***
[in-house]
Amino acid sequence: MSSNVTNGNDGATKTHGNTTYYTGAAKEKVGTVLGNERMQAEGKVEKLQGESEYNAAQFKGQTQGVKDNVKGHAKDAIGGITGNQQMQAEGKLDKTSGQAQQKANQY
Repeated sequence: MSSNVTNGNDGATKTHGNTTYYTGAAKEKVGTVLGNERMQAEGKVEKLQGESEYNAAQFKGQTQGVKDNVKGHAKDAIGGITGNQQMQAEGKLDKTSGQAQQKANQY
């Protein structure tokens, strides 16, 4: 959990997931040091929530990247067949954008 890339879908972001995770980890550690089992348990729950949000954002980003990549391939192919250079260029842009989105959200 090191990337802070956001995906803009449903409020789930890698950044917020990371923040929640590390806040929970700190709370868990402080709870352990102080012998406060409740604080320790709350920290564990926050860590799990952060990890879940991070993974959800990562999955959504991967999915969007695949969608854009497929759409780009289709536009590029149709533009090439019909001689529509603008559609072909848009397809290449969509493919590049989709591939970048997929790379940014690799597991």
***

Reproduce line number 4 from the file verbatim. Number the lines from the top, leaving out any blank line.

């Protein structure tokens, strides 16, 4: 959990997931040091929530990247067949954008 890339879908972001995770980890550690089992348990729950949000954002980003990549391939192919250079260029842009989105959200 090191990337802070956001995906803009449903409020789930890698950044917020990371923040929640590390806040929970700190709370868990402080709870352990102080012998406060409740604080320790709350920290564990926050860590799990952060990890879940991070993974959800990562999955959504991967999915969007695949969608854009497929759409780009289709536009590029149709533009090439019909001689529509603008559609072909848009397809290449969509493919590049989709591939970048997929790379940014690799597991």